As if the rising oceans weren’t problem enough, New York City faces an additional risk: the metropolis is slowly sinking under the weight of its skyscrapers, houses, asphalt, and humanity itself.
New research estimates that the mass of the city is sinking at an average of one to two millimeters a year, known as “subsidence.”
That natural process occurs everywhere as the earth compresses, but the report published this month in Earth’s Future magazine attempted to estimate how the process is accelerating due to the sheer weight of the city.RELATED
There are more than a million buildings spread across the five neighborhoods of the city. The research team calculated that all these structures add about 1.5 trillion tons of concrete, metal and glass, about the mass of 4,700 Empire State Buildings, pressing down on the earth.
The compression rate varies depending on the part of the city. Midtown Manhattan’s skyscrapers are mostly built on rock, which compresses very little, while parts of Brooklyn, Queens and midtown Manhattan are on looser soil and sink faster, the study said.
Although the process is slow, study director Tom Parsons of the US Geological Survey said several parts of the city will be under water at some point.
“It is unavoidable. The ground is going down and the water is rising. At some point, those two levels will meet,” said Parsons, whose job it is to anticipate dangerous events caused by earthquakes, tsunamis or progressive changes in the subsoil.
But there’s no need to invest in life preservers yet, Parsons said.
The report simply points out that the buildings themselves contribute, albeit partially, to the change in the landscape, he said. Parsons and his team’s researchers used satellite imagery, simulation models and a lot of mathematical assumptions to reach their conclusion.
It will be hundreds of years – exactly how many is unclear – before New York becomes America’s version of Venice, sinking into the Adriatic Sea.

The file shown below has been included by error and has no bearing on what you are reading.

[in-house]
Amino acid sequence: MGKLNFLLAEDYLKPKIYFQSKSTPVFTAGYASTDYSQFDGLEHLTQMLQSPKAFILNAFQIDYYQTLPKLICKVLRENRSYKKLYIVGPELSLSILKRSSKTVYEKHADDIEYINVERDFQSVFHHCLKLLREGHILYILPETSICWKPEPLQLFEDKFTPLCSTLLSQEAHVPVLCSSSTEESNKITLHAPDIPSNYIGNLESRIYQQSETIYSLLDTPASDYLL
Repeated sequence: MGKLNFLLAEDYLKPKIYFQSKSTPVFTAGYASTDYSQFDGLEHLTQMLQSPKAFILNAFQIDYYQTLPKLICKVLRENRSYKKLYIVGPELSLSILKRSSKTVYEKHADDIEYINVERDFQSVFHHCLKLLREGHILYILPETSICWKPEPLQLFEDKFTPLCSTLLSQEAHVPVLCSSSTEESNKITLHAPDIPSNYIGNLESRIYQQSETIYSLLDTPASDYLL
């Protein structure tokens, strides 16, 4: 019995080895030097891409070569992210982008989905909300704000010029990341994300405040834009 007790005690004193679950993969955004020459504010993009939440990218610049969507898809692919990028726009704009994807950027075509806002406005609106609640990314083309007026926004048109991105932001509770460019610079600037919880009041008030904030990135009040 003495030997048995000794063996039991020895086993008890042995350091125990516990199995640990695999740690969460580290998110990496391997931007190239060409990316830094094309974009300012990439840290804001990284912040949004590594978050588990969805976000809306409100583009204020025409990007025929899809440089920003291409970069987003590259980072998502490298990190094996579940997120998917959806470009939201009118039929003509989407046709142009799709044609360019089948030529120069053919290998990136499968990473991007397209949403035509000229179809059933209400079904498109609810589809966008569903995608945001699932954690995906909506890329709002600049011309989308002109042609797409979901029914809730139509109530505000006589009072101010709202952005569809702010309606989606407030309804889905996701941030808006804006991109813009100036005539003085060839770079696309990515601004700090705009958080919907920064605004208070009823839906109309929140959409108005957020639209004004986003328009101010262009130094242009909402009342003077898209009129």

But there are parts of the city where the risk is greater.
“There’s a lot of weight there, a lot of people there,” Parsons said of Manhattan. “The average elevation in the southern part of the island is only one or two meters above sea level, it’s very close to the water line, so it’s a serious concern.”
With the ocean rising at a rate similar to the land sinking, the planet’s changing climate could speed up the timeframes for parts of the city to disappear under water.
“It doesn’t mean we should stop building buildings. It does not mean that the buildings themselves are the only cause of this. There are many factors,” Parsons explained. “The purpose was to flag this up early before it became a bigger problem.”
New York City is already at risk of flooding from huge storms that can drive the ocean ashore or drench neighborhoods with torrential rain.
The flooding they cause could have deadly and destructive consequences, as demonstrated by Superstorm Sandy a decade ago and the still-potent remnants of Hurricane Ida two years ago.
“From a scientific perspective, this is an important study,” said Andrew Kruczkiewicz, a senior researcher at Columbia University’s School of Climate, who was not involved in the study.
Their findings can help inform policy makers as they plan to combat or at least anticipate the rising tides.
“We cannot sit by and wait for sea level rise to reach a tipping point,” he explained, “because waiting would mean that we might miss the opportunity to take anticipatory and preparedness measures.”
New Yorkers like Tracy Miles can be incredulous at first.
“I think it’s a made-up story,” Miles said. He then he thought about it as he looked at the sailboats bobbing on the water next to midtown Manhattan. “Yes, we have a huge number of skyscrapers, apartment buildings, company offices and shops.”
New York is not the only place that is sinking. Also San Francisco puts considerable pressure on the ground and active faults in the region. In Indonesia, the government is preparing for a possible move from Jakarta, which is sinking in the Java Sea, to a new capital built on higher ground on a different island.